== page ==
The Company Names Tribunal (CNT) deals with:
“Complaints about cases where a company name is registered for the primary purpose of preventing someone else with legitimate interest from registering it or demanding payment from them to release it.”(Source: gov.uk)
Established on 1 October 2008, brand owners can now protect their trade marks from the registration of similar company names, in a cost-effective way.
Therefore, the CNT is a valuable tool against “opportunistic” company name registrations.
What are “opportunistic” company name registrations?
The CNT provides the following definitions as examples of opportunistic company name registrations:
- The registration of one or more variations of a well-known company name to get the existing company to buy the registrations
- Where someone is aware of a merger that’s about to take place and registers one or more name variations that the newly formed company may require
In both cases, the registration holder’s purpose is to cash in on the other company’s fame. That’s what makes them opportunistic.
How does the Company Names Tribunal work?
A brand owner can bring proceedings, at any time, where a UK registered company name, the name of a limited liability partnership (LLP), or the name of an overseas company registered in the UK, is either:
- The same as a name associated with the brand owner in which he enjoys goodwill or reputation in the UK, or
- Sufficiently similar to a name that’s in use in the UK, to mislead by suggesting a connection between the registered company and the brand owner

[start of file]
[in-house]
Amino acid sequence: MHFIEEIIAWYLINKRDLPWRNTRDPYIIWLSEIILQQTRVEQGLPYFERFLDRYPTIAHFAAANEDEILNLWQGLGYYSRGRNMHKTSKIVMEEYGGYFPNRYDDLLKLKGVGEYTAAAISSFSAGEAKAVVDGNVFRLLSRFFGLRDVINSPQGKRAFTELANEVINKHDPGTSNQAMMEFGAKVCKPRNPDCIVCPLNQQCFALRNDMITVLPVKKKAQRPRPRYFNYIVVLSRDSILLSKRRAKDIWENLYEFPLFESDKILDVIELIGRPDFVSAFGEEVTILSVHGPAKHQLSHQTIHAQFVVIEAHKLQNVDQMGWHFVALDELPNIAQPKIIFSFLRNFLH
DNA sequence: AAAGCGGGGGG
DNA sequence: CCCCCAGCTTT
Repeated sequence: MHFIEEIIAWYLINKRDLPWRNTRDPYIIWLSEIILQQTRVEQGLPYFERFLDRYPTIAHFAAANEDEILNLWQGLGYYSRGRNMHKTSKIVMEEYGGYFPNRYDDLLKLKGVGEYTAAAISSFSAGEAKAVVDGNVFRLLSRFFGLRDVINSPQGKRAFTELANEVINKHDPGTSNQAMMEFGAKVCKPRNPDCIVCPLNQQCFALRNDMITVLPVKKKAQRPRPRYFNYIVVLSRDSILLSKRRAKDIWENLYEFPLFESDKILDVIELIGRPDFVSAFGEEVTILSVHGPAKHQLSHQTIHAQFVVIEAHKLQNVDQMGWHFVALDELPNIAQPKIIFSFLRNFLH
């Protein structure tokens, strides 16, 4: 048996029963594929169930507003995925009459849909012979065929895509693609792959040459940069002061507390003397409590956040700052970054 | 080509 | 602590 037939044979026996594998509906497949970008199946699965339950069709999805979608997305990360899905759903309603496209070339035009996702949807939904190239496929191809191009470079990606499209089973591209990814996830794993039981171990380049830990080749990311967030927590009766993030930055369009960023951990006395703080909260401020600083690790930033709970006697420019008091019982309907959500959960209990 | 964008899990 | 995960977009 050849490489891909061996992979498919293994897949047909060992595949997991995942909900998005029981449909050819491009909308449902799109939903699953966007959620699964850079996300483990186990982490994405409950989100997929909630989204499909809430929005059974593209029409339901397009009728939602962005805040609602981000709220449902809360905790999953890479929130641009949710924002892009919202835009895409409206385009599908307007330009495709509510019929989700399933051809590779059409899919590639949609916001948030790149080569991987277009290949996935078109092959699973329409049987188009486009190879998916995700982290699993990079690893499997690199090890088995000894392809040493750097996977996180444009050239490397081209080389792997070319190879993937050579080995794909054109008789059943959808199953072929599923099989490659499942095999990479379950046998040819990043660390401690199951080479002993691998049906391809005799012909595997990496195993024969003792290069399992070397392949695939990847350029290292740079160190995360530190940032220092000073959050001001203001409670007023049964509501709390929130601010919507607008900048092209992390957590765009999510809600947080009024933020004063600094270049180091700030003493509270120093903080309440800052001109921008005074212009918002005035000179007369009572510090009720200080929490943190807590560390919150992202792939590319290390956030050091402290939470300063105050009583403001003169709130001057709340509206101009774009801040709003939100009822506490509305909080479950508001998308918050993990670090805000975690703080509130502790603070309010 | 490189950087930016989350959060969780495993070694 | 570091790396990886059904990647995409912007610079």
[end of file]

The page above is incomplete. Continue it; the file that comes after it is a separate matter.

All they have to do is lodge the official application form, CNA1.
Registration holder defences
Usually, an application to the CNT will succeed unless the registration holder can prove that the:
- Registration of the name happens before the start of the activities on which the applicant relies to show it has goodwill/reputation
- Company is operating under the name or is planning to do so and has incurred substantial start-up costs, or was operating under the name but is now dormant
- The name was registered in the ordinary course of a company formation business, and the company name is available for sale to the applicant on the standard terms of that business (an ‘off the shelf company’)
- The name was adopted in good faith
- Interests of the applicant are not adversely affected to any significant extent
However, it’s worth pointing out that applications satisfying the first three defence criteria above are likely to succeed if the applicant proves the registration holder’s main reason for registering the company name was to either get money from the applicant or prevent them from registering the name.
Looking after your brand
The Company Names Tribunal is good news for anyone with goodwill in a brand name and registering it as a company name.
In the past, if a new company traded using the same name, the original brand owner would bring an action for trade mark infringement (registered trade mark rights), or for passing off (unregistered trade mark rights).
However, the CNT provides an additional line of attack, solely based on goodwill in the proposed name or similar name.
Moreover, because the definition of “goodwill” includes “reputation of any kind”, the qualification requirements appear somewhat lower than those usually required for passing off.
This opens up the possibilities for objection where opportunistic registrations are concerned, a real plus for brand owners.
For advice and help with approaching the Company Names Tribunal: